The well-known jailbreak hacker @pod2g has revealed an ideal iPhone SMS software vulnerability. Pod2g explains in a blog posting where the problem lies. The vulnerability makes it easy to send phishing messages, which it seems as if the message comes from your bank. According pod2g is likely that security experts are already aware of the problem. Perhaps this also applies to attackers.
A Sent message is often called "User Data Header", not supported by any mobile phone. and contains important information about the message. Within these data, it is possible for the phone number you respond to change. Cellular Providers would rarely see this information, so you can put what you want. For smartphones that support this function properly, you see the reply to address regardless of the number of the sender. The iPhone only shows you a message to return. This seems like an SMS message is completed.
A SMS text is basically a few bytes of data exchanged between two mobile phones, with the carrier transporting the information. When the user writes a message, it is converted to PDU (Protocol Description Unit) by the mobile and passed to the baseband for delivery.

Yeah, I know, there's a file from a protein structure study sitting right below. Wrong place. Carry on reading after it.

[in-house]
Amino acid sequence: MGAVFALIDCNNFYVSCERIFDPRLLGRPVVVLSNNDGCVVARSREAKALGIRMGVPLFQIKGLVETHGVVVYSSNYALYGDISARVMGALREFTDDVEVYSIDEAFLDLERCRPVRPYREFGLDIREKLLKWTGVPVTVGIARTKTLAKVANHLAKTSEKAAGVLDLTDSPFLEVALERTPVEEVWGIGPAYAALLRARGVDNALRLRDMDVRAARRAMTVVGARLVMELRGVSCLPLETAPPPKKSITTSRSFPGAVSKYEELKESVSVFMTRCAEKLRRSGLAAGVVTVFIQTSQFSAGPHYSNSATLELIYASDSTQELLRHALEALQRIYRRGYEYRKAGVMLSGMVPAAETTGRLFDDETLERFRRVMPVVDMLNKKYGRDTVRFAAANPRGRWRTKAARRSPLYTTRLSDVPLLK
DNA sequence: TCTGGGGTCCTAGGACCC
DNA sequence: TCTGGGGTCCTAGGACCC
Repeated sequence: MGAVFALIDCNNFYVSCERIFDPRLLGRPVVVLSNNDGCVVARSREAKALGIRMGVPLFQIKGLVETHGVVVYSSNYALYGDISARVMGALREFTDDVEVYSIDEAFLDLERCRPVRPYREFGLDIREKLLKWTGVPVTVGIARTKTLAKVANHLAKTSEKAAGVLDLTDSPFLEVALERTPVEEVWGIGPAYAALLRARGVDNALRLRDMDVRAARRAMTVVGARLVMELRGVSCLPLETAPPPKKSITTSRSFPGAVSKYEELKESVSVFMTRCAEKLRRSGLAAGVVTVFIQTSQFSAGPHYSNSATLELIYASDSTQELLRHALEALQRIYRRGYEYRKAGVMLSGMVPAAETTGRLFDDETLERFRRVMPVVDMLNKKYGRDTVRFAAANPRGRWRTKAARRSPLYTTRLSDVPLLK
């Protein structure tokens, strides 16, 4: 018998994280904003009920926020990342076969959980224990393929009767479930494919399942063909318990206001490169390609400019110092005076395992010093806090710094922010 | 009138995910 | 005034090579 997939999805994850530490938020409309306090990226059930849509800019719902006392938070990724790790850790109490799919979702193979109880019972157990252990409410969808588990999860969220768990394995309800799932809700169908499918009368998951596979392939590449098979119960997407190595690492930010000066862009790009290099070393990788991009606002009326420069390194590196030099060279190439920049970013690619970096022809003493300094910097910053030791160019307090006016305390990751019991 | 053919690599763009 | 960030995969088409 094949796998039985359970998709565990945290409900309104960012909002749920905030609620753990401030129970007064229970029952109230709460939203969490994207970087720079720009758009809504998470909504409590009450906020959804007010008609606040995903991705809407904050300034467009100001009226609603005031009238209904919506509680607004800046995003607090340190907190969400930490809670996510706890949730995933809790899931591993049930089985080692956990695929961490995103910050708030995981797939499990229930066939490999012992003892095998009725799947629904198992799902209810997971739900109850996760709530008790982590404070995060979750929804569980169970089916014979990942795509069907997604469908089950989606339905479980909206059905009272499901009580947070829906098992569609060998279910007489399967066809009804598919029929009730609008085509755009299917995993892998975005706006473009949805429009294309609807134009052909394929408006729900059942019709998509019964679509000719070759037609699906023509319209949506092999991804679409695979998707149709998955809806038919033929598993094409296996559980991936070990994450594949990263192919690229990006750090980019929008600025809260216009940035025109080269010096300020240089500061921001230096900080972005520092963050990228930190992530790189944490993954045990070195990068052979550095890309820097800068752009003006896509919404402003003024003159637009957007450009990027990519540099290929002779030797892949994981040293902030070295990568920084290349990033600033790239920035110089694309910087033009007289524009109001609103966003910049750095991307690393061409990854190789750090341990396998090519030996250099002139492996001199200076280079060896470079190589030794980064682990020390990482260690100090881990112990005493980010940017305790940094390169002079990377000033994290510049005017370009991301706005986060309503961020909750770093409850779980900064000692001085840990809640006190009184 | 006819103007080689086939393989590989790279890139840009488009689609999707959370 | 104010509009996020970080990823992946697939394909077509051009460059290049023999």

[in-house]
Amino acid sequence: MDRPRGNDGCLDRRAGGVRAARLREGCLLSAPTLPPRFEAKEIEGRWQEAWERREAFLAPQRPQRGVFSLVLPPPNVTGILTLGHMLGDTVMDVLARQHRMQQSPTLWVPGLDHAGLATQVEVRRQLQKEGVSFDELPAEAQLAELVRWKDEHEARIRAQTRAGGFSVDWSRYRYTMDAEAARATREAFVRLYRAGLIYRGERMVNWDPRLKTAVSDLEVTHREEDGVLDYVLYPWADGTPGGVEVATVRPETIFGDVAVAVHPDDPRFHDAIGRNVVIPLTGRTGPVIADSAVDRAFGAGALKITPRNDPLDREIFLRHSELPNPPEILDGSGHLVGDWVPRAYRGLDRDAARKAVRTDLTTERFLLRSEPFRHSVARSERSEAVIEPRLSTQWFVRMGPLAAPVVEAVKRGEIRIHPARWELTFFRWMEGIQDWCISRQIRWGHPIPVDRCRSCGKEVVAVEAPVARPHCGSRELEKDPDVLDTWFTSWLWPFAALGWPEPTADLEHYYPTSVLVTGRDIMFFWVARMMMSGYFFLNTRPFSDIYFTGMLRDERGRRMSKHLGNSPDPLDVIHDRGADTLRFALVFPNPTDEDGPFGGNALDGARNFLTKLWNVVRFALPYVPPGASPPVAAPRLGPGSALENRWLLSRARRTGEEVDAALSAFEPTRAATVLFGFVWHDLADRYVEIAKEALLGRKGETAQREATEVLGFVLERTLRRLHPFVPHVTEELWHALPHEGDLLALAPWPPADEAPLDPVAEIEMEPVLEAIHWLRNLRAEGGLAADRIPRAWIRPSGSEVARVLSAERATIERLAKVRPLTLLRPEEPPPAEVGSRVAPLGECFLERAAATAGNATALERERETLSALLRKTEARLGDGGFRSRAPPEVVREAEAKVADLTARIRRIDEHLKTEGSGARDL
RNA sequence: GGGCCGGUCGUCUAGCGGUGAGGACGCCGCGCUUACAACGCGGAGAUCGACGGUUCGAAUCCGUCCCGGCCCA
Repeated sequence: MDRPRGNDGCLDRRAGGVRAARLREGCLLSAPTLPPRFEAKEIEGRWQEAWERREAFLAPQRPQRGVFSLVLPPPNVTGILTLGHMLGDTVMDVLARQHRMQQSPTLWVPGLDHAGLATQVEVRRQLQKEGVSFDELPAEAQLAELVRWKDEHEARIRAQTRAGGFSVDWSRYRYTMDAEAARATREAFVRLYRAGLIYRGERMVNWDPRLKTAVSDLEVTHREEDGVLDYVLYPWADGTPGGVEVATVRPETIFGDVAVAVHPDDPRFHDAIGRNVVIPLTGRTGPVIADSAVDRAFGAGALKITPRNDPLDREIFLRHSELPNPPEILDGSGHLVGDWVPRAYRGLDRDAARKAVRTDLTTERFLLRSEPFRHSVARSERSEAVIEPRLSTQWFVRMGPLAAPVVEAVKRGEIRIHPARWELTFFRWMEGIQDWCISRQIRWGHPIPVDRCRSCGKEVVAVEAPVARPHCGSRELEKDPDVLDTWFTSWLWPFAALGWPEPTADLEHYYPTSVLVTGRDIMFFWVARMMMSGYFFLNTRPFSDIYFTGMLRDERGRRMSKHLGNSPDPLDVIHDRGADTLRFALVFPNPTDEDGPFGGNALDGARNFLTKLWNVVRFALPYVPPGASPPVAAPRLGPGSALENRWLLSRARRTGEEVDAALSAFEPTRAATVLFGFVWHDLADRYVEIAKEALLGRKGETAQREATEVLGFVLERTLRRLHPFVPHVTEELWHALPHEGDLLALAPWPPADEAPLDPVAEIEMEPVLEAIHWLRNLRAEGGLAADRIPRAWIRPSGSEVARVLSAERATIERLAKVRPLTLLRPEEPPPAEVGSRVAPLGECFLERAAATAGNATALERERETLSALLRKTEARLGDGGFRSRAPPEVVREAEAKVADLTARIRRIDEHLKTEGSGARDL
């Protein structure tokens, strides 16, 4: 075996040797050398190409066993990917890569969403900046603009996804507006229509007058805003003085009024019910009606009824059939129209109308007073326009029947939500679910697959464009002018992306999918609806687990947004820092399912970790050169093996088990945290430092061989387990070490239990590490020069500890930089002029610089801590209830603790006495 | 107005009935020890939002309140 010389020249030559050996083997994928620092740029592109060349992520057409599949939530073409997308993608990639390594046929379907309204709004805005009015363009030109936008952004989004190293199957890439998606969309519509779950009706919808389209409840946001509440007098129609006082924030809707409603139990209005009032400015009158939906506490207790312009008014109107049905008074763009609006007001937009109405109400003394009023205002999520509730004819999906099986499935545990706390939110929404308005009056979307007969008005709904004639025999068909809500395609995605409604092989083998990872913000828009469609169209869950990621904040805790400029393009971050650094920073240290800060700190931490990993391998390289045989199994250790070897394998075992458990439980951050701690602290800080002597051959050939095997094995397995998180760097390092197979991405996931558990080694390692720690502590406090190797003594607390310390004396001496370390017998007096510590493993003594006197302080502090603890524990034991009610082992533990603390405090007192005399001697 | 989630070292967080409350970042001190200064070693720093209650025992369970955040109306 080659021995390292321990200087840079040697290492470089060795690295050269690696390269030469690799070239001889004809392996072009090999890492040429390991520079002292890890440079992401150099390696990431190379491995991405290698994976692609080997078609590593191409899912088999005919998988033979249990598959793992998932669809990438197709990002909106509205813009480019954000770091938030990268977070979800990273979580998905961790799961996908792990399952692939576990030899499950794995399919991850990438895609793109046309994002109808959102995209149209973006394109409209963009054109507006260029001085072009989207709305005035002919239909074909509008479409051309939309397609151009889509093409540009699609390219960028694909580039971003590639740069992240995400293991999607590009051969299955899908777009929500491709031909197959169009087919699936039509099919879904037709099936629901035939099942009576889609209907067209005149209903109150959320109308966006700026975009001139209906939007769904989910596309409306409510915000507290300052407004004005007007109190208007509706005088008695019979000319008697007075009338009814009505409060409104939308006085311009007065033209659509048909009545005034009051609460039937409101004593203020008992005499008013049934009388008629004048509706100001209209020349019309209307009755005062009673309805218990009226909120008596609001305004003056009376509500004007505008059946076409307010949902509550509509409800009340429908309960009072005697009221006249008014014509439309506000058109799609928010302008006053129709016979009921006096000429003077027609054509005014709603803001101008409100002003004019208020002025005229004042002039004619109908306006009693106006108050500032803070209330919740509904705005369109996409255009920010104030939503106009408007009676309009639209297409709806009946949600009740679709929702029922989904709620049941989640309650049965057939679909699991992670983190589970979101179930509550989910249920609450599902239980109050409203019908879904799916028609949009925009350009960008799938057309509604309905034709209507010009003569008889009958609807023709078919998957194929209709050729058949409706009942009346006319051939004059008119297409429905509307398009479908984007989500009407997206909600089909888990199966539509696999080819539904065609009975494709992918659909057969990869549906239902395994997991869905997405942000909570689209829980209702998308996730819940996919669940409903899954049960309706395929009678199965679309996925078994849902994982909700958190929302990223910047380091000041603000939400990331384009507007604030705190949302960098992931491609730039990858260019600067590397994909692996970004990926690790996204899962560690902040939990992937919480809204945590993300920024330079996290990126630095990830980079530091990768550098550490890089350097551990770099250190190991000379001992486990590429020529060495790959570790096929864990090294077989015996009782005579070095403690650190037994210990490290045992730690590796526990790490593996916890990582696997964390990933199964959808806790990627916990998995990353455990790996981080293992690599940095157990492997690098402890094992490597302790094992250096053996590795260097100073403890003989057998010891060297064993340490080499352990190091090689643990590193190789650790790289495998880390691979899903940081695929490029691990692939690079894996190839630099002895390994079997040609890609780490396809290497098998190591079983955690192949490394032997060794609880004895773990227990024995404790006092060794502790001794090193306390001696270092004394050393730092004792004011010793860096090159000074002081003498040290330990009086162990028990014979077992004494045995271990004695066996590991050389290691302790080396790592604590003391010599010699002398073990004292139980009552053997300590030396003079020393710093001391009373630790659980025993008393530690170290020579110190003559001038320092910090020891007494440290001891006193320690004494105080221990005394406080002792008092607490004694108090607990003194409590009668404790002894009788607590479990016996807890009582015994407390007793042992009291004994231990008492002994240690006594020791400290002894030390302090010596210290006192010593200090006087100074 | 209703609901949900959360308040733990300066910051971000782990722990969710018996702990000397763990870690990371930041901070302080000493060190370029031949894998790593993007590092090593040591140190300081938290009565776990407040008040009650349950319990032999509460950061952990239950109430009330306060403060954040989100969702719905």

[…] In the text payload, a section called UDH (User Data Header) is optional but defines lot of advanced features not all mobiles are compatible with. One of these options enables the user to change the reply address of the text. If the destination mobile is compatible with it, and if the receiver tries to answer to the text, he will not respond to the original number, but to the specified one.
Most carriers don’t check this part of the message, which means one can write whatever he wants in this section : a special number like 911, or the number of somebody else.
The problem could have been played since the first versions of IOS and would still exist in the latest beta of iOS 6. Pod2g calls Apple therefore on the issue to be solved with an update. Apple would issue this Fall, the iOS 6 to fix it, but chances are that Apple is serious about the issue so that even interim iOS 5.1.2 is released.
However, the iPhone does not support this feature, and when you change the sender's number indicates the number is changed, not the one from which the sms is sent from. It is possible to substitu
te numbers, misleading the recipient of such communication and steal personal informations.
It is not known how easily hackers are able to "intercept" SMS and replace them but he promises to release pod2g utility of this case, if Apple does not fix the vulnerability in the near future.
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